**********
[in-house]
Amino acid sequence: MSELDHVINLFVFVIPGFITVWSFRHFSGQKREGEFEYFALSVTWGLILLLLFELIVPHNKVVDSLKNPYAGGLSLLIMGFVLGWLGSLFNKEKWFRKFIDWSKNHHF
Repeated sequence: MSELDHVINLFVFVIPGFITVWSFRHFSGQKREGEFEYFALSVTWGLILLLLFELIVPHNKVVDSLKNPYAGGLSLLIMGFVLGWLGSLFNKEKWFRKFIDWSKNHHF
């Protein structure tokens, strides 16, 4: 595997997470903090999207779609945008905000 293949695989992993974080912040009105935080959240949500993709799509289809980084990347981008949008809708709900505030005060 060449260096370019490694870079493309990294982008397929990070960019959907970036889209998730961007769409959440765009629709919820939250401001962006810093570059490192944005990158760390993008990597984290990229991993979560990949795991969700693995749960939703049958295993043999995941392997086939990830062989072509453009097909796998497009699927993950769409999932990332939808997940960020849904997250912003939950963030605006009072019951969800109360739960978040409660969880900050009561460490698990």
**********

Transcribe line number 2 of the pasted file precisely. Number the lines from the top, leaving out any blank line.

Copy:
Amino acid sequence: MSELDHVINLFVFVIPGFITVWSFRHFSGQKREGEFEYFALSVTWGLILLLLFELIVPHNKVVDSLKNPYAGGLSLLIMGFVLGWLGSLFNKEKWFRKFIDWSKNHHF